A carbon footprint is the total greenhouse gas emissions—including carbon dioxide, nitrous oxide, fluorinated gases and methane—that is generated by an individual, event, organization, service or product. Metaphorically, it is really how big of a footprint you leave behind on the earth. It is important to calculate this because greenhouse gas emissions have quite degenerative effects on the planet, most infamously, climate change. They trap heat, smog and air particles in the atmosphere and contribute greatly to issues like extreme weather, increased wildfires, global warming, and also makes individuals more susceptible to respiratory diseases—especially in cities where carbon footprints tend to be bigger—. Although carbon footprints are generally calculated for larger regions, it is important for an individual to become aware* of their carbon footprint in order to have the best chance of avoiding a rise in global temperatures. With the average carbon footprint for a person in the United States being 16 tons—one of the highest rates in the world—these little lifestyle changes can be the first step.
- Hold off on the cars
A car emits roughly 20 pounds of greenhouse gas into the atmosphere for each gallon of gasoline burned, and that still excludes the greenhouse gasses emitted for the production and distribution of the fuel for the vehicle. Simple and highly beneficial solutions: Walking, biking, carpooling or using public transportation, practicing eco driving, switching to an alternative fuel vehicle (electric), buying a used car or even scheduling car use for errands. These will indirectly put less of a strain on fuel demand and directly decrease your carbon footprint.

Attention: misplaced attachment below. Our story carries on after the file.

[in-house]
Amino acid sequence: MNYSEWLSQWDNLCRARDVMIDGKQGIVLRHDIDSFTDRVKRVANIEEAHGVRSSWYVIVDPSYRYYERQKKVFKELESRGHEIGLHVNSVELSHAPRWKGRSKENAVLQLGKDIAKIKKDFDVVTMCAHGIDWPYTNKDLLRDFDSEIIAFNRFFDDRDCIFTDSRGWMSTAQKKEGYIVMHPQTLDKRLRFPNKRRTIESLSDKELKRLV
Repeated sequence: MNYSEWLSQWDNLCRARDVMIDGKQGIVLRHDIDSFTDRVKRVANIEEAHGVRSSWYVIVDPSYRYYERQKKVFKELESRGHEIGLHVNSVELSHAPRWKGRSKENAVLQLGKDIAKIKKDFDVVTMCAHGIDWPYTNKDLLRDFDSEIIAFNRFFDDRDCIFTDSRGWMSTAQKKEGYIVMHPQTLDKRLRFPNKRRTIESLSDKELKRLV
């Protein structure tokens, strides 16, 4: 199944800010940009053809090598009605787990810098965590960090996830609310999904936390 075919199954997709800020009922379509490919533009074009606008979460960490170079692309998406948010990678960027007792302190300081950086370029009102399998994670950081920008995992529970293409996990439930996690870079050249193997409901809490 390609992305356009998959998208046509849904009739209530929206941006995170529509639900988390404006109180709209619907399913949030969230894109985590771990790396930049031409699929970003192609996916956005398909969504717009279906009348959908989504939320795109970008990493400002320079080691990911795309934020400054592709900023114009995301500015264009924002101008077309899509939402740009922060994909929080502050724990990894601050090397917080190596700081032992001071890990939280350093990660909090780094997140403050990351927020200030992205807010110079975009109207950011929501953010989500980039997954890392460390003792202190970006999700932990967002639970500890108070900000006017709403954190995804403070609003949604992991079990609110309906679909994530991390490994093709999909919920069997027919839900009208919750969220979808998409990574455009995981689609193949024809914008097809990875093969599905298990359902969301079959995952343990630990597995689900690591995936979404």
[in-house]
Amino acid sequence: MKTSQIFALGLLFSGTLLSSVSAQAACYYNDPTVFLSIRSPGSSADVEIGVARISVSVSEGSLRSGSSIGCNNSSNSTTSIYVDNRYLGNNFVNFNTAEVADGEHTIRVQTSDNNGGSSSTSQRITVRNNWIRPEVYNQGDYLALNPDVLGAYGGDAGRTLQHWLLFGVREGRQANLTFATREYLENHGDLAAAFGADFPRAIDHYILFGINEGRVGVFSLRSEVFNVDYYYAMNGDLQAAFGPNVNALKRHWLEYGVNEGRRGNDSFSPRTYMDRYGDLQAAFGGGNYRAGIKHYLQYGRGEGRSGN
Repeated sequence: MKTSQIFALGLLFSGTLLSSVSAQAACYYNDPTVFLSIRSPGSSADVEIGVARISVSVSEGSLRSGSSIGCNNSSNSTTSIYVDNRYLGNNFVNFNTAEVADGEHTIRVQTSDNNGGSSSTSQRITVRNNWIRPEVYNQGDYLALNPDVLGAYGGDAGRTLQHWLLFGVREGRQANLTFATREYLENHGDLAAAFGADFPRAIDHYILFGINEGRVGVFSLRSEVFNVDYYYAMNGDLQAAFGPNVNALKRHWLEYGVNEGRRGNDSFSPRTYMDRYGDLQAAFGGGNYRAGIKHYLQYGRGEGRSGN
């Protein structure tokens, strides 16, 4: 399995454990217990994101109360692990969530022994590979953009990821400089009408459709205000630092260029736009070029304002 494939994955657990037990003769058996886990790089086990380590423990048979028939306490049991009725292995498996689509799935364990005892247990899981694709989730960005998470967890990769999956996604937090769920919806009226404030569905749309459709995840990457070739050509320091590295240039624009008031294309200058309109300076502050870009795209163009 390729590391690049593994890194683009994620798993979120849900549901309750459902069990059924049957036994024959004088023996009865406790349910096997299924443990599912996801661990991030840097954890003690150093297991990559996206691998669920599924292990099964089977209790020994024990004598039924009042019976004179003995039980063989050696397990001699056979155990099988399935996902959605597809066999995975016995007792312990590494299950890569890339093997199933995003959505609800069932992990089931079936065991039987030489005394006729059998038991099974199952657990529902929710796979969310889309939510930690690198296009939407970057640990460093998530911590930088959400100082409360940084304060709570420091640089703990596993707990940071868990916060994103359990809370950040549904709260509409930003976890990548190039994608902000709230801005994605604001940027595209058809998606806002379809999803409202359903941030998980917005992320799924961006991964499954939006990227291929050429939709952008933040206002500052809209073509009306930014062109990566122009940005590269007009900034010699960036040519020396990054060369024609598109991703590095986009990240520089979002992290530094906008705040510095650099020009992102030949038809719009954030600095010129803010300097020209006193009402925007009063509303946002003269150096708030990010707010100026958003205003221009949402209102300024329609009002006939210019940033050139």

“Most student’s carbon footprint is high because of transportation. Every gallon of gas burned generates 22 pounds of CO2. This excess CO2 either builds up in the atmosphere, causing global warming, or gets absorbed by the ocean, causing ocean acidification. Carpooling with just one other person immediately reduces this impact by half! Better yet, try riding a bike for short trips and enjoy moving your body and feeling the sun and air on your face,” says SM AP Environmental Science teacher, Mr. Goettler.
- Eat less meat
Livestock releases a devastating amount of methane and nitrous oxide—which are greenhouse gases that are much stronger than CO2—into the environment. This deteriorates the ozone layer, causes extreme weather, makes us more prone to cancer, acidifies the ocean etc etc. On top of that, production, shipment, handling etf. of the food/water for the livestock, the livestock themselves and the clearing of land for the livestock all dramatically strains the earth and our carbon footprint on it. Not only will eliminating/reducing meat from your diet drastically decrease your carbon footprint, but it will aid a multitude of environmental and personal health concerns as well.
- Take less connecting flights
Global aviation accounts for a hearty amount of greenhouse gas emissions. Harvesting, transporting and using the large amounts of fuel needed to power an airplane for many hours is extremely deteriorative to the environment. The less flights you take, the better.
- Eat foods that are in season and local
Apart from the health benefits, consuming foods that are in-season and local also means that the product had to ‘travel’ less. This ties back to aviation greenhouse gas and the cons to continuous, lengthy plane travel. On top of that, heavy produce calls for more fuel needed to power a plane, boat and/or truck and the packaging for the produce comes from an industry that releases greenhouse gasses for its production. The solution is simple, sustainable, and supports the locals of the community.